[CAN-DUH-KEE] Kandeke is a play on kandake, an ancient Nubian word meaning "warrior queen." This word has an empowering attachment to well-respected, uncompromising women in ancient African civilization, the cradle of all civilization. We are universal, too.
Thursday, June 23, 2011
Provincetown's not safe for black lesbians
Note: It's always hard for me to publicly acknowledge violence committed by black men. It's hard because the actions of the few always reflect on the many. It's hard because people all too often take the actions of one black man and project it onto all of them. Their faces are constantly associated with violence and sexual aggression. At the same time, it's a transgression not to loudly acknowledge the experiences of my sisters and to confront problems and injustices on their behalf. Rev. Irene Monroe talks of this in her article "Provincetown's not safe for black lesbians." See below:
by Rev. Irene Monroe
At the tip of Cape Cod is the LGBTQ-friendly haven Provincetown, fondly called P-town, and known as the best LGBTQ summer resort on the East Coast.
Of late, more lesbian, gay, bisexual, transgender and queer (LGBTQ) people of color (POC) have not only begun vacationing in P-town, but we have also begun holding POC events.
For the past several years now, the "Women of Color Weekend" brings hundreds of us LBT sisters of color to P-town from all across the country.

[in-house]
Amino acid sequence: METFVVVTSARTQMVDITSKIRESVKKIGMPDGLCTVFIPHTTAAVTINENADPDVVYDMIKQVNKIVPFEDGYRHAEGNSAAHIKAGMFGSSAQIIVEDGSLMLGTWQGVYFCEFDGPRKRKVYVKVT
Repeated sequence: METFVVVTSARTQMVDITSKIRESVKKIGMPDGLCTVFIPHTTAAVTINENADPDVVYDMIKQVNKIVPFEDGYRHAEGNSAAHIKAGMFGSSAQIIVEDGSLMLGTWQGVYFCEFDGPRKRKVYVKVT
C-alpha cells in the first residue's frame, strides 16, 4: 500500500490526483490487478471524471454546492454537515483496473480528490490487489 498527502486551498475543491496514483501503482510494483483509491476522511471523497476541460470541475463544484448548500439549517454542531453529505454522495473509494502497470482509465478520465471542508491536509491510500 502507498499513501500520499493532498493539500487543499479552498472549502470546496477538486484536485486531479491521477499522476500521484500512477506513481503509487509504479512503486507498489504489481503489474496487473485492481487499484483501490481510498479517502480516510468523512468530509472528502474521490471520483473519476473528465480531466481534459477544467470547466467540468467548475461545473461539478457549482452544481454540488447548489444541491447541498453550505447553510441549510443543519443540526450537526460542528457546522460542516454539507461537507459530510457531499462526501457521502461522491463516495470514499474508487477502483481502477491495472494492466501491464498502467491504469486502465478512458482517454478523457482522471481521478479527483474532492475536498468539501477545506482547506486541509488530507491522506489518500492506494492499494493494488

And it is the one time of the year many of us make the journey to P-town, anticipating that we will feel safe enough, for a few days, to let down our guard.
But the sexual and homophobic harassment many of us LBT sisters endure from many of our heterosexual brothers of African descent back home in our communities, or imported from one of the Caribbean Islands has, too, become an inescapably reality at P-town.
"A few years back I sent a letter about this very subject...and I received an email from the Provincetown Chamber of Commerce, instructing me to get in touch with them and the police if this happens again...well, it has happened again and again," Ife Franklin of Roxbury, MA wrote me.
Franklin and her wife were at "Women of Color Weekend 2011," and she and several sisters of color were continually harassed.
"Now I will take ownership...I have not called the police or contacted the town Chamber.Why? Well, here is where this gets a little sticky for me...So, if I call and say 'there are some Black men harassing me' will they round up ALL of the Black men? Even the ones that have done nothing wrong?"
Issues of race, gender identity, and sexual orientation trigger a particular type of violence against people of color that cannot afford to go unreported. Not reporting what is going on with LGBTQ people of color not only subjects us to constant violence that goes unchecked, but it also puts the larger queer culture at risk.
In the now defunct Boston LGBTQ newspaper In Newsweekly Will Coons in 2007 expressed in his "Letter to the Editor" his distress with the harassment. "I'm well aware of the white man's burden and the need to be open and sensitive to historical injustices, but the flip side works as well: are these Jamaican men sensitive to, aware of, and respectful of the gay men who vacation here? My impression over the past ten years is that most of them are not and I distinctly feel uncomfortable in their presence."
The lack of reporting about these types of harassment and assaults from LGBTQ people of color is for two reasons -- both dealing with race.